My guy happens to be Irish so it seemed only appropriate that I propose to him today following the example that St. Brigid set when she struck a deal with St. Patrick. Yes, we’ve been married for 25+ years, but I proposed anyway.
And he accepted. So today’s Mondate found us at Roberts Farm Preserve in Norway. Norway, Maine, that is.
In her book, Hikes and Woodland Walks in and around Maine’s LAKES REGION, my friend Marita Wiser states that the preserve was “farmed by the Pike and Roberts family for 200 years.” She adds, “The property was purchased by the Western Foothills Land Trust in 2007.”
Though the trails are mostly maintained for Nordic skiers, we didn’t see any today.
Had it been open to skiers, we wouldn’t have been able to do what we did–follow the network of trails around the perimeter of the property.
We’d only walked a few feet when I had to pause–the burnt cornflake look of black cherry bark insisted upon being noticed.
Visiting here a couple of times previously, one of the things I’d come to like about it is the opportunity to gush over Northern white cedar bark.
I love its red-brown color, sheddy strips that intersect in diamond formations and habit of spiraling left and then right with age. In his book BARK, Michael Wojtech states of the cedar: “In the 1500s, the native Iroquois showed French explorers how to prevent scurvy using a tea made from the bark, which contains vitamin C. The name arborvitae means ‘tree of life.'”
Equally beautiful are its flat sprays of braided, scale-like leaves.
Since I’m on the topic of tree bark, I have two others to share, including this one–the red inner bark of Northern Red Oak made a stunning statement.
Displaying its shaggy presentation was the hop hornbeam.
My heart leaped (appropriate movement for today) when I saw these papery fruits on the ground–hop hornbeam is named for its fruiting structures that resemble hops.
Stone walls crisscross the preserve and provide evidence of its former use as a dairy farm.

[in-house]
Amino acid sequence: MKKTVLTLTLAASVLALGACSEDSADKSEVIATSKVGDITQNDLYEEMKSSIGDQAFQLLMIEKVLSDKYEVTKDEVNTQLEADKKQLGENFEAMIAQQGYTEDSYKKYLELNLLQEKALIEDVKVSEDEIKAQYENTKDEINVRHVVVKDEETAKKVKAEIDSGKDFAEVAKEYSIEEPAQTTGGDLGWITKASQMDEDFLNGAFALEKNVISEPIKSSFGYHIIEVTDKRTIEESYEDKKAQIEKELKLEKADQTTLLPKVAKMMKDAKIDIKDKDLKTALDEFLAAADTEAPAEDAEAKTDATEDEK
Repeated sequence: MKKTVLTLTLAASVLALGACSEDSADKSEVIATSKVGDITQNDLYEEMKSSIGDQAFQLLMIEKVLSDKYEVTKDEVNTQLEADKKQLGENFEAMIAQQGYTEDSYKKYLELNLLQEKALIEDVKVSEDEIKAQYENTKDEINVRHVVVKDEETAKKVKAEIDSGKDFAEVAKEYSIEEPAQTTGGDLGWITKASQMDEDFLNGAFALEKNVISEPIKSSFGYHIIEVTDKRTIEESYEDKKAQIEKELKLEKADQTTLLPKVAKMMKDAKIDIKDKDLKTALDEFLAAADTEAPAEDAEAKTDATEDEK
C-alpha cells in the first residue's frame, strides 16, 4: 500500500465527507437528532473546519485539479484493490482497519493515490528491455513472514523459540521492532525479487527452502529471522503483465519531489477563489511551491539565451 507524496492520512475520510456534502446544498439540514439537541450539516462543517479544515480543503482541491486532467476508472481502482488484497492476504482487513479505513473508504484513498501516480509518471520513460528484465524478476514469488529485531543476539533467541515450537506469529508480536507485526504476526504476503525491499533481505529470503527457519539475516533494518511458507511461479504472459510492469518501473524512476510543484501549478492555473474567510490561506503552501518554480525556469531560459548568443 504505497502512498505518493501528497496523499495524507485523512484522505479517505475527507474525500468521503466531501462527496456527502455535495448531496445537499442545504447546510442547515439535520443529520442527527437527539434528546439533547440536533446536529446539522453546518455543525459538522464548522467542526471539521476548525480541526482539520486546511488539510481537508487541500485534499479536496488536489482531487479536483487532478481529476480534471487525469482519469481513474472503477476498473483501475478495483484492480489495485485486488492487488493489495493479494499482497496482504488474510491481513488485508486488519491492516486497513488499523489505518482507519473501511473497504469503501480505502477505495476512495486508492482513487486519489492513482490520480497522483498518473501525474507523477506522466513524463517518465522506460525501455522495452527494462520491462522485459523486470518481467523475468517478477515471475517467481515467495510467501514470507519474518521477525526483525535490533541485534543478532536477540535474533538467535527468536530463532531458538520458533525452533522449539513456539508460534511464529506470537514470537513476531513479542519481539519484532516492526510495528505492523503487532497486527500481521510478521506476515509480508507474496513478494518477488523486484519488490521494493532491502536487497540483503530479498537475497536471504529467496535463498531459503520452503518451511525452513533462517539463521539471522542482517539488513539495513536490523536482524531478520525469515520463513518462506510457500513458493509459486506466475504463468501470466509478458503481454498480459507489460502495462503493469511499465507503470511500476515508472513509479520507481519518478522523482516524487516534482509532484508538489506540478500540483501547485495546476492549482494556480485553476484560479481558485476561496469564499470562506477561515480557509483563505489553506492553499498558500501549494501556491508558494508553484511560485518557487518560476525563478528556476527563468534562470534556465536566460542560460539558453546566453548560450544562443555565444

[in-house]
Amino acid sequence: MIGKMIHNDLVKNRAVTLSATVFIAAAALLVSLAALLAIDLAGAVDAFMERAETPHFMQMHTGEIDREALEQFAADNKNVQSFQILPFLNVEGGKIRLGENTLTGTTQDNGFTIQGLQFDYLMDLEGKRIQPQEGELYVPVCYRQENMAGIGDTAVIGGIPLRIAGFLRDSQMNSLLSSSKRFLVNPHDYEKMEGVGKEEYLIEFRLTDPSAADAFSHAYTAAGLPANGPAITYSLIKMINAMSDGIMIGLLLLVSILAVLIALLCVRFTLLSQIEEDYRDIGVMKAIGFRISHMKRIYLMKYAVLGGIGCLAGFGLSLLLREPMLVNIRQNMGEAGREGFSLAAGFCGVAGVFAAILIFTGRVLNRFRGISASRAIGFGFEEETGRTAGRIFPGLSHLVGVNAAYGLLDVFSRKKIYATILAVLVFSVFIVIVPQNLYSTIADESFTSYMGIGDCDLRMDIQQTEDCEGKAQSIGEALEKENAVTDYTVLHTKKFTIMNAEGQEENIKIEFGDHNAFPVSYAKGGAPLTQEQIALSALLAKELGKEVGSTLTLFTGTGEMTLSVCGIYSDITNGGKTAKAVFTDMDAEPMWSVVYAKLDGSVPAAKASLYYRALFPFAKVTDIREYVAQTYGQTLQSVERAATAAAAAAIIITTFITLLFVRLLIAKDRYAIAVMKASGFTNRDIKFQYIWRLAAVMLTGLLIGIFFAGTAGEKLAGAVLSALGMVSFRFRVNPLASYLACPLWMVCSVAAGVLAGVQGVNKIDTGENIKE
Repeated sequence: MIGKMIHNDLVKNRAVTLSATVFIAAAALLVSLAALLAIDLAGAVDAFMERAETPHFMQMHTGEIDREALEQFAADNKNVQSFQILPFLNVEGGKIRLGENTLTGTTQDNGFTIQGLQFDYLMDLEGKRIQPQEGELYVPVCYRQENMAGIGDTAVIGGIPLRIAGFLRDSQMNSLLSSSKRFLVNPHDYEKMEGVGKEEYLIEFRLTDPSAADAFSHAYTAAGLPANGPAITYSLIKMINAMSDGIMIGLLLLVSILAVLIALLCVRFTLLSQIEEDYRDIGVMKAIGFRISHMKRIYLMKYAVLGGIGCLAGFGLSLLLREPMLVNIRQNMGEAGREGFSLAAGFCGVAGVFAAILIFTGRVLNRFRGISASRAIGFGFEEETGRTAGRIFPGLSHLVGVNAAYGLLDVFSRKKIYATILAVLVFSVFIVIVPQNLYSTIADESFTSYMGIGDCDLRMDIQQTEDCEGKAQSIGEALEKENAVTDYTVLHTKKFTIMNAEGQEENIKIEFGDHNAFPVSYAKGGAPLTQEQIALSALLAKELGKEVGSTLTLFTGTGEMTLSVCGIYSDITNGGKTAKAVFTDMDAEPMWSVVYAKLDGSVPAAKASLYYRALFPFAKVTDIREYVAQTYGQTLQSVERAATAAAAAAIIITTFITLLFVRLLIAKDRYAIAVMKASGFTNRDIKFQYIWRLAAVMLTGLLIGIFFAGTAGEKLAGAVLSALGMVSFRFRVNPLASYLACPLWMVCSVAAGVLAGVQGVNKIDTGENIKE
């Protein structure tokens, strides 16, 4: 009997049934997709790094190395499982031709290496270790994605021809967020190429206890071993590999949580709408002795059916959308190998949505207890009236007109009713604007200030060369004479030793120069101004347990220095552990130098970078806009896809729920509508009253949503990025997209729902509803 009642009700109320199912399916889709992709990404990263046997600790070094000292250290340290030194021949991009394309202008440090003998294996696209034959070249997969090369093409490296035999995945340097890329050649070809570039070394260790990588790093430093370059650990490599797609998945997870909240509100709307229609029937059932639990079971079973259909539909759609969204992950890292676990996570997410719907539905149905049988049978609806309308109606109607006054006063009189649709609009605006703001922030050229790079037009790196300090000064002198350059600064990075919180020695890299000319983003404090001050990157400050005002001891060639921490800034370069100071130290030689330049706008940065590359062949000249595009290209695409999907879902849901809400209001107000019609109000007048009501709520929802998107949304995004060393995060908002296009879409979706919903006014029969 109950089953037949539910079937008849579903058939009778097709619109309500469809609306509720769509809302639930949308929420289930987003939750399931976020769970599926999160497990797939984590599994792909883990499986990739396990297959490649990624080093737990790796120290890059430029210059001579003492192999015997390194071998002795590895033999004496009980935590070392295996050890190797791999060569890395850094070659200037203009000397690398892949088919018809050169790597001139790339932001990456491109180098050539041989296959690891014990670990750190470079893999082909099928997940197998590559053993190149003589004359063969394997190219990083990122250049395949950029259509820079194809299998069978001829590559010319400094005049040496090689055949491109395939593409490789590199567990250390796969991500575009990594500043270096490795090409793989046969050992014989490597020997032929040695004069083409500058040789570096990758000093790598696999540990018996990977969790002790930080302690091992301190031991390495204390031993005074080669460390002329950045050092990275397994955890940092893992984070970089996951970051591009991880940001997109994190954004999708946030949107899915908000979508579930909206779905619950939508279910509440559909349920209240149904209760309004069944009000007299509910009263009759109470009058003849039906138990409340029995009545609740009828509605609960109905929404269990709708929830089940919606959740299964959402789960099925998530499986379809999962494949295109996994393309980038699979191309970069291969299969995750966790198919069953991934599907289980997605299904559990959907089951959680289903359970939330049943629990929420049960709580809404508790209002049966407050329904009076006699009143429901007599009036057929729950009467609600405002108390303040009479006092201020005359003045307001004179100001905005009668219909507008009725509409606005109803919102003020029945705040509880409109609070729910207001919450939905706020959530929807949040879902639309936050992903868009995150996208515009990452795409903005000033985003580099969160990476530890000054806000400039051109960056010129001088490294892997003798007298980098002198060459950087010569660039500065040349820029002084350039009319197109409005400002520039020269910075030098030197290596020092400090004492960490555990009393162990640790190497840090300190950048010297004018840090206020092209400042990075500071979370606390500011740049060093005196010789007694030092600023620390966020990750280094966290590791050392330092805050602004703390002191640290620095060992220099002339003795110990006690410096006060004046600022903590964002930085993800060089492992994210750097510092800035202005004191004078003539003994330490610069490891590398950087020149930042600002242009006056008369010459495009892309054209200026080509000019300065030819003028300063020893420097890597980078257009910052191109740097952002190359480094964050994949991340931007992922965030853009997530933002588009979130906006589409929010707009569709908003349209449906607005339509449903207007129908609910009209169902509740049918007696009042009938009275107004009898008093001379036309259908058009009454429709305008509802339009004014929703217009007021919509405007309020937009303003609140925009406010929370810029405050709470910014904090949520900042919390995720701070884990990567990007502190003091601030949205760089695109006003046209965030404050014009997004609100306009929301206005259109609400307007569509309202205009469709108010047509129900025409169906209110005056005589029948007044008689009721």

Barbed wire adds to the story.
Installed long ago, this tree formed a grimace in response.
Along the edge of some walls stand much happier trees–those that were allowed to grow tall and wide in the sun, like this Eastern white pine. Perhaps it provided a bit of shade for Roberts’ Jerseys.
The land was farmed until 1968. Since then, it returned to woodland, was sold and logged and sold another time–finally to the land trust. Generational gaps are visible throughout. This is the perfect place to take some youngsters and ask them to locate a white pine that matches their age.
We cross several streams that I’m sure sustained the farm and its inhabitants. Today, they sustain the wildlife that wanders here, including deer.
We realized there had been a recent turkey trot and
Birds also have played a major role in this community. This pileated woodpecker-created condominium has been around for a while.
From the trail, I spied the largest pile of wood chips I’ve ever seen and of course, had to investigate.
The old beech was recently excavated for new condos.
Below, the wood chip pile was a couple of inches deep.
The best part–lots of scat cylinders filled with insect body parts. Good stuff to see.
Pileated woodpeckers aren’t the only ones in the building industry.
I think you’d agree that Quinn and Mike did a fabulous job constructing this birdhouse.
In several open areas we spotted the winter display of common mullein.
Its crowded performance of two-parted capsules atop a tall, fuzzy stem made it easy to identify.
The pointed prickly bracts of thistles also offered a winter show.
Lungwort tried to hide on the backside of an ash tree, but I found it. I only wish we’d had rain, or better yet, snow, recently, because I love the neon green that it becomes once it is wet.
Be careful what you wish for. Though the day was sunny at the start, it began to rain as we ate our sandwiches on lunch rock overlooking Lake Pennesseewassee, aka Norway Lake.
It wasn’t a downpour, but enough that it encouraged us to eat quickly and move on.
Well, I didn’t move far. Within steps, I found a shrub I was seeking yesterday–beaked hazelnut.
It’s a member of the birch family and features catkins–the male flowers that will release pollen this spring to fertilize the shrub’s delicate red female flowers.
Another quick find–Christmas fern–one pinnae topped with a birch fleur de lis.
Typically, during the winter there is only one trail open to hikers. Today, however, we figured it would be OK to walk on the ski trails because they are either icy or bare. It was definitely a micro-spike kind of day, which has been more the norm this year.
Other than birds and squirrels, we saw no wildlife. But we did stumble upon the “Painted Cows” created by Bernard Langlais in 1974 and gifted to the land trust by Colby College and the Kohler Foundation.
We had planned to explore the inner network of trails, but the cold raindrops drove us out. Despite that, I think my guy enjoyed himself as much as I did. And he was extremely patient each time I paused. Sometimes he even gave me a heads up–I took that to mean he didn’t mind that I had to stop, wonder and photograph. This is one Leap Date I hope we don’t forget.
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